PBF Buys ExxonMobil Torrance Refiner


General News - Oct 1, 2015

US independent refiner PBF Energy will purchase ExxonMobil's 155,000 b/d refinery in Torrance, California, stretching the small independent to all coasts in its second acquisition this year.

PBF expects to close the $537.5mn purchase in the second quarter of 2016. The transaction marks the second PBF refining acquisition this year, both of ExxonMobil-affiliated refineries, expanding the US independent's refining capacity by almost 64pc.


"Upon completion of these two pending transactions, we will have operations spanning four (regions) and have diversified and increased our commercial footprint and flexibility," PBF chief executive Tom Nimbley said in a statement.

The sale of a major California gasoline supplier comes in the seventh month of a protracted shutdown following a February explosion on pollution control equipment at the site. ExxonMobil has not been allowed to operate a fluid catalytic cracking (FCC) unit estimated to produce up to 20pc of southern California's gasoline supply before meeting certain safety requirements and making repairs.

The refiner recently proposed restarting the unit in a limited fashion, but approval for the plan fell apart as regulators and the company could not reach terms on controlling associated emissions.

The transaction will not change a state investigation of the circumstances of the explosion, the Department of Industrial Relations said today. Any owner must still meet agency requirements on process and safety changes before the FCC may restart, the agency said.

PBF said the refinery will be restored to full working order before the sale is closed.

The sale includes the refinery, a lubricants distribution center at Vernon, products terminals at Vernon and Atwood and associated pipelines and logistics assets supporting the refinery.

ExxonMobil said the move furthered its efforts to adjust its refining portfolio.

California refiners had long rued their position in a state that vowed to cut consumption of gasoline and diesel by half over the next 15 years. Safety and environmental concerns stymied efforts to tap Bakken and other lower cost North American crude production for the state at their peak.

Alon idled its 150,000 b/d of southern California refining capacity in 2012, citing uneconomic conditions. And former Valero chief executive Bill Klesse as recently as 2013 was open to leaving the state, where the US independent refiner operates 305,000 b/d of capacity.

But such talk cooled under current Valero chief executive Joe Gorder, and California refiners that managed to keep units running this year have posted much higher profits as Torrance and other facilities struggled. Supply shortages amid rising demand drove Carbob gasoline premiums to a two-year high in July, capping a series of price spikes throughout the spring and summer.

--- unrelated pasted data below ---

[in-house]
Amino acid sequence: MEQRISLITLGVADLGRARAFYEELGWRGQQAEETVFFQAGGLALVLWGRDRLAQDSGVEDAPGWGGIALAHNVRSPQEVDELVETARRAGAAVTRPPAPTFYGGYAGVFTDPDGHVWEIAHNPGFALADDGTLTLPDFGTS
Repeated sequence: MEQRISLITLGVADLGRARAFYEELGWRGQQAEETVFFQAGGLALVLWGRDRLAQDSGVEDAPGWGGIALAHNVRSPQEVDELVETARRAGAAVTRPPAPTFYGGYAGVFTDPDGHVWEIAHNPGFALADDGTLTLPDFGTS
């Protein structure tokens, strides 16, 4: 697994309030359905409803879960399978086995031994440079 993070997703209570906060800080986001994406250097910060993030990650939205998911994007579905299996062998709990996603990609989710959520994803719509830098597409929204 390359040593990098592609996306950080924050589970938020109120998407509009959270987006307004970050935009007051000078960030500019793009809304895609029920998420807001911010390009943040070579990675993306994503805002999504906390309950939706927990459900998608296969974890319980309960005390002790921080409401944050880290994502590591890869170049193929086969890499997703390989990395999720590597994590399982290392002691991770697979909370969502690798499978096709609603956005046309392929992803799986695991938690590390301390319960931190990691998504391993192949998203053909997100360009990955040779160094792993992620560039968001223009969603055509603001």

"We like the west coast this quarter," Phillips 66 chief executive Greg Garland said in August. "But, fundamentally, our long-term view of the west coast hasn't changed. We think it's a really challenged place to do business."

The state remains the single-largest US gasoline market, averaging 11pc of national gasoline demand in 2014, according to the Energy Information Administration. Demand increased by 4.3pc through the first six months of this year, according to the EIA.

PBF was bullish throughout. Chairman Tom O'Malley said the US independent refiner saw opportunity in the state last year, under more traditional, tougher conditions. The price spikes had cooled refiner interest in selling, he lamented in April.

"We've had a strong appetite to buy," O'Malley said.

O'Malley today reiterated PBF staff's experience in the difficult west coast market.

"Southern California is a very attractive market and we are excited to become a supplier in the region," the company said in a statement.

PBF in June purchased the 189,000 b/d ExxonMobil and PdV joint venture refinery in Chalmette, Louisiana. That transaction is expected to close by the end of this year.

The US independent refiner will also restructure its company management into regions, creating the subsidiary PBF Energy Western. Jeffrey Dill, PBF's general counsel, will serve as president. Paul Davis, former co-head of Commercial with Tom O'Conner, will relocate to southern California to head up commercial activities there. O'Conner will oversee Chalmette and all other commercial operations.

Source : Argus Media

Published on Global Energy World: Oct 1, 2015

 
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